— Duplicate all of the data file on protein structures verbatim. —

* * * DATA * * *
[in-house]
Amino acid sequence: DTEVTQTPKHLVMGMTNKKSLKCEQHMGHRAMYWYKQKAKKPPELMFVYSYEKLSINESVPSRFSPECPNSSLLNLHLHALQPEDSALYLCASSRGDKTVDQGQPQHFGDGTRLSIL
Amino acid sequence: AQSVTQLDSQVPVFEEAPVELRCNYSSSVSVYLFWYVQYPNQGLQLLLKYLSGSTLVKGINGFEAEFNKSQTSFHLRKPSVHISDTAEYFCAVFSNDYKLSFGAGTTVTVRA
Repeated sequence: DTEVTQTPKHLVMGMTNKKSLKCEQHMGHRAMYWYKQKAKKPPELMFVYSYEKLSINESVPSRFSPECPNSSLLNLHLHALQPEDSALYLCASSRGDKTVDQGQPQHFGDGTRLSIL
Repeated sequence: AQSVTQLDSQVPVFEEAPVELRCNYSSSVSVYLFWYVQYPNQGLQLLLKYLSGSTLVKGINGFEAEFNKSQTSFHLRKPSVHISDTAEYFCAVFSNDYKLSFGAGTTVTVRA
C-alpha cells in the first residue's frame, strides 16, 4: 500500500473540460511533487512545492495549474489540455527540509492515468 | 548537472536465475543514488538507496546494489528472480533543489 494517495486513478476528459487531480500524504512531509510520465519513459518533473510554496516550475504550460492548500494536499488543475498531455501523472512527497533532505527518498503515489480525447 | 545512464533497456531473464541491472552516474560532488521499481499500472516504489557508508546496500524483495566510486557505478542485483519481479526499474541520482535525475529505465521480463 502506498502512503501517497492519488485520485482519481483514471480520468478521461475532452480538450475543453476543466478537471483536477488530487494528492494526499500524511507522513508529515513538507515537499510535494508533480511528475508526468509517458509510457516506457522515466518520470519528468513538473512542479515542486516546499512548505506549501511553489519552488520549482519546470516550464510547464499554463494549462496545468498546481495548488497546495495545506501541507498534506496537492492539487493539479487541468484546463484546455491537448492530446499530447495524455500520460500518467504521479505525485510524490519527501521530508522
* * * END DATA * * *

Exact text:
[in-house]
Amino acid sequence: DTEVTQTPKHLVMGMTNKKSLKCEQHMGHRAMYWYKQKAKKPPELMFVYSYEKLSINESVPSRFSPECPNSSLLNLHLHALQPEDSALYLCASSRGDKTVDQGQPQHFGDGTRLSIL
Amino acid sequence: AQSVTQLDSQVPVFEEAPVELRCNYSSSVSVYLFWYVQYPNQGLQLLLKYLSGSTLVKGINGFEAEFNKSQTSFHLRKPSVHISDTAEYFCAVFSNDYKLSFGAGTTVTVRA
Repeated sequence: DTEVTQTPKHLVMGMTNKKSLKCEQHMGHRAMYWYKQKAKKPPELMFVYSYEKLSINESVPSRFSPECPNSSLLNLHLHALQPEDSALYLCASSRGDKTVDQGQPQHFGDGTRLSIL
Repeated sequence: AQSVTQLDSQVPVFEEAPVELRCNYSSSVSVYLFWYVQYPNQGLQLLLKYLSGSTLVKGINGFEAEFNKSQTSFHLRKPSVHISDTAEYFCAVFSNDYKLSFGAGTTVTVRA
C-alpha cells in the first residue's frame, strides 16, 4: 500500500473540460511533487512545492495549474489540455527540509492515468 | 548537472536465475543514488538507496546494489528472480533543489 494517495486513478476528459487531480500524504512531509510520465519513459518533473510554496516550475504550460492548500494536499488543475498531455501523472512527497533532505527518498503515489480525447 | 545512464533497456531473464541491472552516474560532488521499481499500472516504489557508508546496500524483495566510486557505478542485483519481479526499474541520482535525475529505465521480463 502506498502512503501517497492519488485520485482519481483514471480520468478521461475532452480538450475543453476543466478537471483536477488530487494528492494526499500524511507522513508529515513538507515537499510535494508533480511528475508526468509517458509510457516506457522515466518520470519528468513538473512542479515542486516546499512548505506549501511553489519552488520549482519546470516550464510547464499554463494549462496545468498546481495548488497546495495545506501541507498534506496537492492539487493539479487541468484546463484546455491537448492530446499530447495524455500520460500518467504521479505525485510524490519527501521530508522